No workshop is complete without a trusty and reliable workbench to see you through project after project. Of course, not everyone is going want or need the same kind of workbench. If you have a smaller garage, then you will probably do better with a taller workbench that may not be quite as long or deep.
Aside from your workspace, there are a lot of different things that make one workbench better than another. It can be hard to tell which qualities are more important ahead of time. Is it more important that your workbench provide plenty of storage, be able to hold heavy workpieces, or be more easily transported?
The answers to these questions will help you narrow down your search. To help you further, we have put together a list of the 5 best garage workbenches and highlighted what each one does best. Then we provide a helpful buyer’s guide, so you can find the best garage workbench for your needs.
|Seville Classics UltraHD UHD20247B|
|48x24x65½”||Hardwood and Stainless Steel||Drawer and Peg Board|
|Seville Classics UltraHD UHD20242|
|72x20x37½”||Hardwood and Steel||Shelves and Drawers|
|2x4basics 90164 Workbench||36”||Resin||Shelves|
|WORX Pegasus Multi-Function Work Table||31x25x32”||Plastic||Shelf|
|Roosevelt Workbench||48x24x36”||Particle Board and Steel||None|
1. Seville Classics (UHD20247B) UltraHD Lighted Workbench – Best Pegboard Garage Workbench
Seville Classics is a company with nearly 40 years of experience. While the company started as a workshop storage company, they have expanded into general storage needs. This means the company has something for everyone without losing sight of their focus. As such, the Seville Classics is not only our best pegboard garage workbench, but it is the best all-in-one for a smaller space.
Numerous Storage Options
The Seville Classics is a bit more compact than some of the other models but still has a lot to offer. For one, the addition of a pegboard means you do not have to put tools in a drawer where they get mixed up. Instead, you can simply hang your tools on hooks on the board. Of course, there is a sliding drawer which uses a smooth, ball-bearing construction. The drawer is also lined with rubber to prevent tools and hardware from sliding around.
This Seville Classics may not be the biggest garage workbench we saw, but it is fairly well-made. The frame of the workbench is made of powder-coated stainless steel. This provides plenty of strength while also protecting against rust and corrosion. The table of this workbench is made of hardwood, though it may need to be releveled and finished. Finally, the self-leveling feet make sure that every space is a level space.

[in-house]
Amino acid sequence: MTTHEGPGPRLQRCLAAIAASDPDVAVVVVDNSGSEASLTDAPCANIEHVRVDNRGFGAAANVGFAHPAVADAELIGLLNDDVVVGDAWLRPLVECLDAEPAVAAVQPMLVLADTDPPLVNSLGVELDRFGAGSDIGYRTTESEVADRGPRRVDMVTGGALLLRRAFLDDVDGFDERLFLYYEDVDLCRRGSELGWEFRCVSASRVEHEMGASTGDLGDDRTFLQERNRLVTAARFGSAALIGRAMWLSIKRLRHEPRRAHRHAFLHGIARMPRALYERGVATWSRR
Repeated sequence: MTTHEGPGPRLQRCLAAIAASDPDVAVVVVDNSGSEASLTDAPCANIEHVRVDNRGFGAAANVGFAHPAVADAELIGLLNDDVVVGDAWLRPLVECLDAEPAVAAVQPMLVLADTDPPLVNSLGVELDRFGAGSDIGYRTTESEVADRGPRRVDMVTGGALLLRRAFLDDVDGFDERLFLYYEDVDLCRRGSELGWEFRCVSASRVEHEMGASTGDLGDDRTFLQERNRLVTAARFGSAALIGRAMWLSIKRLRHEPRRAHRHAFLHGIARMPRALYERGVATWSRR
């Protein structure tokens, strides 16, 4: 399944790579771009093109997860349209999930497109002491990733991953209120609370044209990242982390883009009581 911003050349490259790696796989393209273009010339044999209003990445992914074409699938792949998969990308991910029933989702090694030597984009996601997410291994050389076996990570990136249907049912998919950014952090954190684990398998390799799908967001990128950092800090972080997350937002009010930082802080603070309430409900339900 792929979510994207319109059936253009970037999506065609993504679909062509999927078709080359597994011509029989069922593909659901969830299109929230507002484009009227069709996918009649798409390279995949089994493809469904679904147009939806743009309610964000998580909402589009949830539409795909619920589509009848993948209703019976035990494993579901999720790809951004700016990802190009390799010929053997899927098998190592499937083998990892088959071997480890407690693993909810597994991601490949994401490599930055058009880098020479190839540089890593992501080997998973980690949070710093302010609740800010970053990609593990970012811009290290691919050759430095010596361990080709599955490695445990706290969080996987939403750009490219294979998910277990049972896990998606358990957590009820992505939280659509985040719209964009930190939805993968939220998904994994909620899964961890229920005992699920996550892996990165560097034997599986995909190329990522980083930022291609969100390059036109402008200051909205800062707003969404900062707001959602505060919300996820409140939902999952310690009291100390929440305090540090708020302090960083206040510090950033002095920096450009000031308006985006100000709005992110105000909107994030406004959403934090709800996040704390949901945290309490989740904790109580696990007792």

2. Seville Classics UltraHD 12-Drawer Rolling Workbench – Editor’s Choice Best Garage Workbench
We end our list with another Seville Classics, this time meant for a larger space. In terms of a general workbench for the garage, we reviewed none better. This workbench is made out of solid materials, features extensive storage options, and is even in general convenient. All of these things combined with one of the largest workspaces makes this an easy choice for our Editor’s Choice best garage workbench.
Has Crazy Storage
If you need a workbench that can also house plenty of tools, components, and hardware, the Seville Classics has you covered. First, there are 12 drawers total of different sizes. On top of that, each drawer is lined with rubber to prevent sliding. The Seville Classics also has a large cabinet for bigger items and the sides are made of pegboards. Just keep track of the total stored weight since it only has a weight capacity of 500 lbs.
Sports Impressive Construction
The frame is made of stainless steel with the table made of hardwood. The cabinet can also be locked with an included key. This workbench is also mounted on 5” solid rubber wheels. This allows you to move the workbench if necessary, but the locks prevent accidental movement. The workbench has 2 handles to assist in moving it.
3. 2x4basics 90164 Workbench and Shelving Storage System – Best Custom Garage Workbench
2x4basics is actually a brand of the Hopkins Manufacturing Corporation. This brand specializes exclusively in selling the frame of various types of storage solutions. While this includes garage storage and workbenches, it expands well-beyond that niche.
However, all 2x4basics have one thing in common: they do not come with the actual surface outside the frame. This adds a bit more work and cost but makes for the best custom garage workbench.
Make Any Design
Whether you are looking for a large table or a lot of storage, the 2x4basics can accommodate any need. Since you are only provided the frame, you can decide how big you want your workbench. The 2x4basics is designed to work with any normal 2×4 cut from any kind of wood. Even better, you only need 90-degree cuts for all of the joints. This means you do not need any miter or bevel cuts.
Provides Solid Value
All of this is provided by the least expensive product on our list. Just remember to purchase shelves and get better hardware and fasteners than those provided.
4. WORX Pegasus Multi-Function Work Table – Best Portable Garage Workbench
WORX is known more for their power tools than their storage products, but this is not your standard workbench. In fact, the WORX Pegasus is better understood as a sawhorse/workbench hybrid.While this may provide some added versatility, the WORX Pegasus serves as a better sawhorse than workbench. Still, it does easily serve as the best portable garage workbench we saw.